Tibetans Divided Over Right to Vote in India

Tibetans Divided Over Right to Vote in India

48,000 Tibetans in India are eligible to vote for the first time this year following a rule change in February, but The Guardian’s Saransh Sehgal reports that some are more eager to embrace this new right than others:

Tenzin Tsundue, an exiled Tibetan poet and activist, said: “We are not immigrants, but political refugees waiting to return home. We cannot settle in exile; our rights are in Tibet, not in India. Indian citizenship may be personally beneficial, but it will leave us divided, culturally diluted and finally get us killed by complacency.”

[…] The community of exiles began when India offered a haven to the Tibetan spiritual leader, the 14th Dalai Lama, after he and thousands of his followers fled after a failed uprising against Chinese rule in 1959. In recent years, there has been a growing debate within the community about whether or not Tibetans born in India should accept Indian citizenship, something to which they are entitled by birth.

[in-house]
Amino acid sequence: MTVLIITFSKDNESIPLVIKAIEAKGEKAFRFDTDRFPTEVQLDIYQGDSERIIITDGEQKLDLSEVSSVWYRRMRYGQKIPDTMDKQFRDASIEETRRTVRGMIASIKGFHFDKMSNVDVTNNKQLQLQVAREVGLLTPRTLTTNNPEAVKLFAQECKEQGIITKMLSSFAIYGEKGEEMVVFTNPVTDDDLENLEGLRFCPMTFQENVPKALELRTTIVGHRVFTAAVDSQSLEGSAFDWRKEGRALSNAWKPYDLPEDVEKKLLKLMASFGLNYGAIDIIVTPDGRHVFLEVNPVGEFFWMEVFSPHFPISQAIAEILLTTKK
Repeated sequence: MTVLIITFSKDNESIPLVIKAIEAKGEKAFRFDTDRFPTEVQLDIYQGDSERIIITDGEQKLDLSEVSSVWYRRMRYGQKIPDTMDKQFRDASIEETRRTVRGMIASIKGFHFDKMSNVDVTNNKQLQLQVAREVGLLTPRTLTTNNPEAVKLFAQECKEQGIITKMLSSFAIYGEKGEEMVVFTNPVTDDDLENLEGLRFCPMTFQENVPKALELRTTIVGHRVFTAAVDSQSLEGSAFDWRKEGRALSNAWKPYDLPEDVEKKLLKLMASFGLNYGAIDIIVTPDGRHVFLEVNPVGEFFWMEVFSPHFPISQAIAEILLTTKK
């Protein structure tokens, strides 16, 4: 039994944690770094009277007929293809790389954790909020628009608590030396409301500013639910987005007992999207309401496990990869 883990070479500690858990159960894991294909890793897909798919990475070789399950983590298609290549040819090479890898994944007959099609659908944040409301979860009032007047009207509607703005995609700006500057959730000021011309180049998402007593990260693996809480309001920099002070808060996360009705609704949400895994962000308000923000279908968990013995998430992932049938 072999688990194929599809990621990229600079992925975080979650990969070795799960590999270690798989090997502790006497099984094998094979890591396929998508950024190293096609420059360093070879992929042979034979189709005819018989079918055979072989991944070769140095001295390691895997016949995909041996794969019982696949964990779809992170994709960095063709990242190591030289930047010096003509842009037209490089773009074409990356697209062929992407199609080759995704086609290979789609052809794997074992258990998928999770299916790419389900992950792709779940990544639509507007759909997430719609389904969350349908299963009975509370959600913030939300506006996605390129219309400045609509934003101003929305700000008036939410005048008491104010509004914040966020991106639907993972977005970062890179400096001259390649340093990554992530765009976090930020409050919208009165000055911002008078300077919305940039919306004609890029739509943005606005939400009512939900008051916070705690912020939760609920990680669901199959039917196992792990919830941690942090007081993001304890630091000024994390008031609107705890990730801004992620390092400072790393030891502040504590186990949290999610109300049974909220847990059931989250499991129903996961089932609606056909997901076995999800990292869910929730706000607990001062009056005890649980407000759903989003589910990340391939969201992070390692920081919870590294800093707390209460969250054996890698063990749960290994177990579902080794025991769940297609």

[…] “I feel good about it as I finally got to some identity from no identity – not to be confused with my Tibetan identity, which will not be affected,” said Lobsang Wangyal, a 1970-born exiled Tibetan entrepreneur living in McLeod Ganj, the Tibetan-dominated suburb of Dharamsala. [Source]

Sehgal also describes disagreement on the issue between India’s home and foreign ministries, driven by fear of angering China. See more on the Indian elections at The Guardian.


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